Ironically, it was clients of Jewish lawyers who most often came to their defence. Many of them wrote to the minister of justice asking for an exception for their own lawyer. But these were ultimately small cries in the plea for justice. The presiding judge in Magdeburg, who was Jewish, was driven out of his office. He begged his association for help. He received a letter acknowledging that the situation was unfortunate but no help was offered.
To carry out the policy of removing the judges, the Nazi government needed the co-operation of the governing body of lawyers, the bar associations. The Berlin Bar Association on May 23, 1933, decided that Jewish and non-Jewish lawyers were no longer to set up law partnerships. This was not even a requirement of the law, yet the association went beyond the law to further restrict Jewish lawyers.
In June 1933, the Berlin Bar Association decreed that every lawyer now had to produce proof of Aryan descent, thus excluding Jewish lawyers. By this decree, it was carrying out the Nazi policy of identifying who was Jewish. If a Jewish lawyer claimed he had fought in the First World War and was thus exempt, then he was put to strict proof to show this exemption.
The Jewish lawyers who remained "lost any illusions about the policy of their professional organization, from which they no longer expected any assistance."
Although no Jewish woman lawyer fit into the exemption, the Nazi government was faced with a dilemma. Hanna Katz was a Jewish lawyer who would have been disbarred. However, she was the only German member of the trademark committee of the International Law Association. If she were disbarred, Germany would lose its seat on this committee. An exception was made for her to remain as a lawyer, albeit temporarily.
There are many examples of ways judges did not try to help their colleagues. Criminal lawyers often depended on legal aid. Judges in courts often had the authority to direct which lawyer would get the case. Many judges stopped referring these clients to Jewish lawyers. This, for many lawyers, was financially crippling.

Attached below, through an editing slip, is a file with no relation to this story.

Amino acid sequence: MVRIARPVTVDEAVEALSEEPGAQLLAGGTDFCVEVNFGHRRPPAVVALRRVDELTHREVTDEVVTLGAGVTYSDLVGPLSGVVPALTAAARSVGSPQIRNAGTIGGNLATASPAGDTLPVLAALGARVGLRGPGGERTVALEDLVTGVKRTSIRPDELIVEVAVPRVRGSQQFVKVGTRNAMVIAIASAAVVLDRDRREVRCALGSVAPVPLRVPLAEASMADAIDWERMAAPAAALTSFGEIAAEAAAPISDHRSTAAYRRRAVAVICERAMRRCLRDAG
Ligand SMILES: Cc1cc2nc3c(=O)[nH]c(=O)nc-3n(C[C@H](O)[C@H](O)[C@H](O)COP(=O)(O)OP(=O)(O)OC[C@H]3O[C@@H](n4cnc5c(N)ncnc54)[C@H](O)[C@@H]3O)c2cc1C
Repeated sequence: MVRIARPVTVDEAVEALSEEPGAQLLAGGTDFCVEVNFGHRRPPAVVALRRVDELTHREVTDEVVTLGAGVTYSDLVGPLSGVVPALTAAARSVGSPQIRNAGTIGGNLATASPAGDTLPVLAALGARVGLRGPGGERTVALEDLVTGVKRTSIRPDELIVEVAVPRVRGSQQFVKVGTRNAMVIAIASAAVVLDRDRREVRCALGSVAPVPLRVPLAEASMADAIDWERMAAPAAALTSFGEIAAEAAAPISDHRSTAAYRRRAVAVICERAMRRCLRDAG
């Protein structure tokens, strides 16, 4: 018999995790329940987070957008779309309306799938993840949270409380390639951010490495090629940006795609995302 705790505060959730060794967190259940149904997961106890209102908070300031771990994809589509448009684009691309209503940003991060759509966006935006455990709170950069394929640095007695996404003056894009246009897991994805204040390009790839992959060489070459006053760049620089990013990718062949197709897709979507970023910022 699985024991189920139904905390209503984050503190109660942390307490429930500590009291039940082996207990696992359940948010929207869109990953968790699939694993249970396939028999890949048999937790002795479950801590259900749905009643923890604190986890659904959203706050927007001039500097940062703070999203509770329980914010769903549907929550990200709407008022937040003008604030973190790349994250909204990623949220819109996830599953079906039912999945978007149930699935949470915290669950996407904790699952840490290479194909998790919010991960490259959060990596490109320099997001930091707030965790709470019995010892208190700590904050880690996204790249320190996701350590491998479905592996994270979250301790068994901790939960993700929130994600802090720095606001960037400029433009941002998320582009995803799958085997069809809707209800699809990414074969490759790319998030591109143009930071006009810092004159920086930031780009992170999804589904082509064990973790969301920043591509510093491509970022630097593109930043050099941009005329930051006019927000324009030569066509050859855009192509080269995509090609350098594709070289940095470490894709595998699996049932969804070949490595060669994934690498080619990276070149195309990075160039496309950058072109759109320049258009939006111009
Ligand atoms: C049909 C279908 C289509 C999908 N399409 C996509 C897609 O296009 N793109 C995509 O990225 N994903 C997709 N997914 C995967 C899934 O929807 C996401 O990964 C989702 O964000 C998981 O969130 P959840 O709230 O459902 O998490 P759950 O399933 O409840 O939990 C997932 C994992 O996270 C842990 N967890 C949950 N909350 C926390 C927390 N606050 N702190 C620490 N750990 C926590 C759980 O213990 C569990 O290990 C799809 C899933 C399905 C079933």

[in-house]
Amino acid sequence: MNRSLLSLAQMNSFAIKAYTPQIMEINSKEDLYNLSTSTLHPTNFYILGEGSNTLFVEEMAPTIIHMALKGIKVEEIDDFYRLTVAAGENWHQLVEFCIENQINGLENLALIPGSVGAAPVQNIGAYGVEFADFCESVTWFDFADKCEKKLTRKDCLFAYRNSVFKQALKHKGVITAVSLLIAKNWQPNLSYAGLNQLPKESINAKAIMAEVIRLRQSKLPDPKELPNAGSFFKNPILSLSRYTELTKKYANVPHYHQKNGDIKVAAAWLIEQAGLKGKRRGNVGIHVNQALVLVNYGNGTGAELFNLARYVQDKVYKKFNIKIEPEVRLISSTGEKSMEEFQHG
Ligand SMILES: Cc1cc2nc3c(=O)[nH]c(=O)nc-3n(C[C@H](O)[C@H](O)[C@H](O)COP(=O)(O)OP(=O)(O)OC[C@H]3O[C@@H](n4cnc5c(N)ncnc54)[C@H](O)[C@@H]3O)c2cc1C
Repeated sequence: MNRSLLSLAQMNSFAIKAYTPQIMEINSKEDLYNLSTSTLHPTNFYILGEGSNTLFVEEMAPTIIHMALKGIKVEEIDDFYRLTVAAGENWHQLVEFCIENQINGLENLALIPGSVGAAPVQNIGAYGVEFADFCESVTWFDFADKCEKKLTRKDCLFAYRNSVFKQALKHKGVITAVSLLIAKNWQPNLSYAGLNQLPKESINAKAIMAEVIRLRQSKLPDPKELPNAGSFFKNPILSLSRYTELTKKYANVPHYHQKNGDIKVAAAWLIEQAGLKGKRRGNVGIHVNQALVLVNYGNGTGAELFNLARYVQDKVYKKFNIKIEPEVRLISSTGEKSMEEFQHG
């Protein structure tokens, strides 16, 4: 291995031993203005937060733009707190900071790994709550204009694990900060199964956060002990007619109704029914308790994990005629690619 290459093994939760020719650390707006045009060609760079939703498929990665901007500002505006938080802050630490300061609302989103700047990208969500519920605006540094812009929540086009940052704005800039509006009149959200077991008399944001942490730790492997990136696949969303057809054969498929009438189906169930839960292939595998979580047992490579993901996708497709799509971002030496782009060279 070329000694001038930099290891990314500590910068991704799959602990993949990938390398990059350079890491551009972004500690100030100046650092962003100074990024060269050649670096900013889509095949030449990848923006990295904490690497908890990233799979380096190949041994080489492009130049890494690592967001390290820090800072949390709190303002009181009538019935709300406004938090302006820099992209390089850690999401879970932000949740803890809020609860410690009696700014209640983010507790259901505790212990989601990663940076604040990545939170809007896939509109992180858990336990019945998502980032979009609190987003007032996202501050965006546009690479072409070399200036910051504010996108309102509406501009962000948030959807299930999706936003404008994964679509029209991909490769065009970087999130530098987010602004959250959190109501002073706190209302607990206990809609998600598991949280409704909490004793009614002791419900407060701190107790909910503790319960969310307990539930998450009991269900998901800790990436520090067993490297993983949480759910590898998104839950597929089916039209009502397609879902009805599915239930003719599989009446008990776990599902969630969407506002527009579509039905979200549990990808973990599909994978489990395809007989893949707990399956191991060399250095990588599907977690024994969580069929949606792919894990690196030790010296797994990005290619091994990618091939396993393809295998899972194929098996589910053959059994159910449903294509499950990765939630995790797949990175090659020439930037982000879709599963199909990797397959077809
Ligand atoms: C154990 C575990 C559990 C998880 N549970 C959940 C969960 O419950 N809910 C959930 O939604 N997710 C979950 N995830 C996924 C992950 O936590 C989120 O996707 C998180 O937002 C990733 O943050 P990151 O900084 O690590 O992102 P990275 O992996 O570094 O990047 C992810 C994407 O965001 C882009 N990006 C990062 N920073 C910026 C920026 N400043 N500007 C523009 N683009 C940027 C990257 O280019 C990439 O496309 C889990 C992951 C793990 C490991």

Hermann Lehmann, who had been a lawyer for five years, lost his right to practise law. He had worked for one judge as a trainee and recollects, "As a lawyer, I had pleaded before his court and we knew each other well. I met him in the morning and greeted him respectfully, he being the senior. He recognized me immediately. He looked through me as if I were air and did not return my greeting. It painfully dawned on me how deeply I must have already sunk in the appreciation of my fellow beings."
When the first attacks on the Jewish lawyers and judges happened, many thought they were just Nazi excesses and were not taken seriously. Many thought such excesses would pass. It was only in retrospect that we can pinpoint that these excesses marked the complete collapse of the legal structure.
As terrifying as the boycotts, acts of violence, and laws eventually were, it was the willing or tacit acceptance of these policies by lawyers, judges, and the legal system that is most frightening. These actions, and inactions, are what not only sealed the fate of German Jewish jurists, but saw the complete dismantling of the rule of law in Germany.
Howard S. Simmons has been a lawyer for more than 35 years and is a partner at Simmons daSilva & Sinton LLP in Brampton, Ont. Samuel J. Simmons is finishing his PhD in English literature at the University of Edinburgh, studying fascism, anti-semitism, and modernist literature.